The artist Moderno (the 'modern one'), who signed twelve plaquettes, has been identified as Galeazzo Mondella on the grounds of a signature under this name on a work signed Moderno in other versions. Currently a total of forty-five works are attributed to him. Mondella was born in Verona in 1467; his brother Girolamo was a painter at the Este court in Ferrara and Galeazzo may have known Andrea Mantegna in Mantua. His earliest works date from 1485, and he chose his pseudonym in Mantua perhaps as early as 1487, at the same time as Antico (the 'lover of antiquity') adopted his.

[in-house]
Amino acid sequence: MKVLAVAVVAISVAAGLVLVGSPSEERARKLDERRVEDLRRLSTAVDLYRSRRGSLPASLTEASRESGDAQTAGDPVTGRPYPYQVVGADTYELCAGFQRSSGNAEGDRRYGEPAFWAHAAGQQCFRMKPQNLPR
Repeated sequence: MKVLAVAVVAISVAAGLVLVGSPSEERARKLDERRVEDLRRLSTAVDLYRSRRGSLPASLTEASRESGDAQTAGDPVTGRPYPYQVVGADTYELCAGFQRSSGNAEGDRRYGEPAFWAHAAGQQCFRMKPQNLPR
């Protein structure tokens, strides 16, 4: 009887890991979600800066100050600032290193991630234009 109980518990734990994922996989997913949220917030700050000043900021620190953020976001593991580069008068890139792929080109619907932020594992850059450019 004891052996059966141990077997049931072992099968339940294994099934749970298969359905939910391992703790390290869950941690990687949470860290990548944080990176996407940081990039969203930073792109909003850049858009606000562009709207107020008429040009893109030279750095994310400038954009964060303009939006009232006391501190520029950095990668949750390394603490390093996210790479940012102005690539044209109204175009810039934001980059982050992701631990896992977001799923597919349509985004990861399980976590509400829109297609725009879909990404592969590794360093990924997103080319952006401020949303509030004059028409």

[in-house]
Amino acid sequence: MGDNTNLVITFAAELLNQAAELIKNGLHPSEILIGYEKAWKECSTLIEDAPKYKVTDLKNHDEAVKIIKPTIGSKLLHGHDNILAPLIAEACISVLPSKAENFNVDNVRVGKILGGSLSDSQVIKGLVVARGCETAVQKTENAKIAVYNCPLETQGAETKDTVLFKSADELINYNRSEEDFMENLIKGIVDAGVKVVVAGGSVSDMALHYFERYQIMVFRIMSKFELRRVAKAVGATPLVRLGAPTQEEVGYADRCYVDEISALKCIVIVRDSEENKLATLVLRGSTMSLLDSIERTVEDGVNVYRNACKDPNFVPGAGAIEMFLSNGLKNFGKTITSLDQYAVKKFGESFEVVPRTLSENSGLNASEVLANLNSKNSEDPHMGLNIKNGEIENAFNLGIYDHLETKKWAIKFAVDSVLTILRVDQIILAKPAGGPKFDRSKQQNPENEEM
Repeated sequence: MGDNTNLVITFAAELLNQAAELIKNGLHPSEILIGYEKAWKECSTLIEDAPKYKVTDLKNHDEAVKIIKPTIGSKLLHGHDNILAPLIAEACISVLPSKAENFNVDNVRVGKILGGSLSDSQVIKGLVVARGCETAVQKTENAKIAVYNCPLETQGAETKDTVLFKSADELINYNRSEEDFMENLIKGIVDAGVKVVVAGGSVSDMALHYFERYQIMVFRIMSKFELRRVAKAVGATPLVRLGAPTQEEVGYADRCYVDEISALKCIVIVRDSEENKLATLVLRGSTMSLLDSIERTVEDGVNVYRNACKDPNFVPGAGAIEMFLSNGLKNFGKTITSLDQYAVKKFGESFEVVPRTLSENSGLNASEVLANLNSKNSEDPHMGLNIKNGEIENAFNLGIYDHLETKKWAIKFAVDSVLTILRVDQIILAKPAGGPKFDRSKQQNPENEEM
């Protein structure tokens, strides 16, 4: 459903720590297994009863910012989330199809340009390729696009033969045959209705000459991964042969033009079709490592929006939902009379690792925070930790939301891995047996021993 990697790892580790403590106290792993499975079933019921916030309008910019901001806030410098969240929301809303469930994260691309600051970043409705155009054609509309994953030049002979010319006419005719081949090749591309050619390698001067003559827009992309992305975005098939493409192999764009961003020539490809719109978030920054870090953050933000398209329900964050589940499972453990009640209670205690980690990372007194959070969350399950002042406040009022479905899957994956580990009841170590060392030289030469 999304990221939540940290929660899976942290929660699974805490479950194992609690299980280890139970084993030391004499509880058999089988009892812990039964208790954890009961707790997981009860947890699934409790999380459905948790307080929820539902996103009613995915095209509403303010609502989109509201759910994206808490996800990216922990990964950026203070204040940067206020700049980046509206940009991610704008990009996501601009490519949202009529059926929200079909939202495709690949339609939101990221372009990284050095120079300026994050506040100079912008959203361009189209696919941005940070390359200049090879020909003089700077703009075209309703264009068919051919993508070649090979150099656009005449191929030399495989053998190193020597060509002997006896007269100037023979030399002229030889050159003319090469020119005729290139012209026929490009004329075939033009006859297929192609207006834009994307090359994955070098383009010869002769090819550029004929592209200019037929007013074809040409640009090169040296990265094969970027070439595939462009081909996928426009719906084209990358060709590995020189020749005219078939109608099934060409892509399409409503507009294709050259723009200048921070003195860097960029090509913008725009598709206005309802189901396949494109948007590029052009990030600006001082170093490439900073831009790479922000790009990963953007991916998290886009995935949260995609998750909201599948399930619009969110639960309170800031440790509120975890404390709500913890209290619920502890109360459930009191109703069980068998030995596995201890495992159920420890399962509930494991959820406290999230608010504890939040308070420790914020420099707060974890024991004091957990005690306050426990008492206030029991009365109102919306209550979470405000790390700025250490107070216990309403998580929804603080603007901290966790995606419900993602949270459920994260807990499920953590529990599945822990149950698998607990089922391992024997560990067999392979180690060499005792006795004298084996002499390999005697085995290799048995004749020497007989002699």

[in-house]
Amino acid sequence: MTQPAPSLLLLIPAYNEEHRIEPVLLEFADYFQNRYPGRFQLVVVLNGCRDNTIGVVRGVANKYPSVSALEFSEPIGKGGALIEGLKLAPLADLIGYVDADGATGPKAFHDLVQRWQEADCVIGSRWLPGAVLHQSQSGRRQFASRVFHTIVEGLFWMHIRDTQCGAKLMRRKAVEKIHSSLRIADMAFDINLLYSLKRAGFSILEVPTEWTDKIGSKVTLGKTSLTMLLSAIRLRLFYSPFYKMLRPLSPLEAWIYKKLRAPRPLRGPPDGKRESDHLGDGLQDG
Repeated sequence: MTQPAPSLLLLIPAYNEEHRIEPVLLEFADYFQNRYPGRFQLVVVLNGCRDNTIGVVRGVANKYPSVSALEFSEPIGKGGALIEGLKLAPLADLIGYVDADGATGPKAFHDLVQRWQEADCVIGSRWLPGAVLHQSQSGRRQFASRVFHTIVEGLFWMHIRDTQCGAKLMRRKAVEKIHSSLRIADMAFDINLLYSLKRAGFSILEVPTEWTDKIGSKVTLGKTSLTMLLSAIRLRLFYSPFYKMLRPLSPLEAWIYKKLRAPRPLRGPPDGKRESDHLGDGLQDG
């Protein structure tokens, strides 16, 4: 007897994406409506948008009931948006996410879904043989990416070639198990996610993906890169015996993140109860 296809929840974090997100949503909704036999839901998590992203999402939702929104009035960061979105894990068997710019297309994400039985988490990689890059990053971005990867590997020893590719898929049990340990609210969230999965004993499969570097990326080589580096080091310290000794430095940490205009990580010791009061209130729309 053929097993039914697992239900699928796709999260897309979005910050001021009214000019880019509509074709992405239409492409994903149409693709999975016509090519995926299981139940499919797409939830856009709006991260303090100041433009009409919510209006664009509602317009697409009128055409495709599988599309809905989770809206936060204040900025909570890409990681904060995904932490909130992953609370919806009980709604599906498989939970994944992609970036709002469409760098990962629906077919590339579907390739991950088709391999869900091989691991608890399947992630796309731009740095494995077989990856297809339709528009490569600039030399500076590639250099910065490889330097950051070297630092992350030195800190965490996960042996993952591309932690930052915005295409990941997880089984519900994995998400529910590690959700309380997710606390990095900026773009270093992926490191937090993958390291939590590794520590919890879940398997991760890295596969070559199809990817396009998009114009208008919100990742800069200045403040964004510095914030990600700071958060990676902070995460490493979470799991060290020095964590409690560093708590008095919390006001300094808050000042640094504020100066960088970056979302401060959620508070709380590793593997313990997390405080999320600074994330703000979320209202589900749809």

Moderno's great patron was Cardinal Domenico Grimani of Venice, who may have helped him to visit Rome, although he perhaps never left the Veneto region in the thirty-two years of his working life. Vasari, in the 1568 edition of the Lives, mentions him twice: once as taking 'many very beautiful drawings' by another artist to France - this may have been his brother. The other is a specific description of him as 'a Veronese of noble family . . . who, besides engraving gems, drew very beautifully.' Douglas Lewis writes in the Grove Dictionary of Art that 'His plaquettes were widely admired and conspicuously influential in the Veneto, Emilia and Lombardy; farther afield, his designs were sketched by Albrecht Dürer and Hans Holbein and incorporated into French Renaissance sculpture.' Moderno seems to have ended his artistic life around 1517, when his family was restored to the noble council of Verona. He died there in 1528.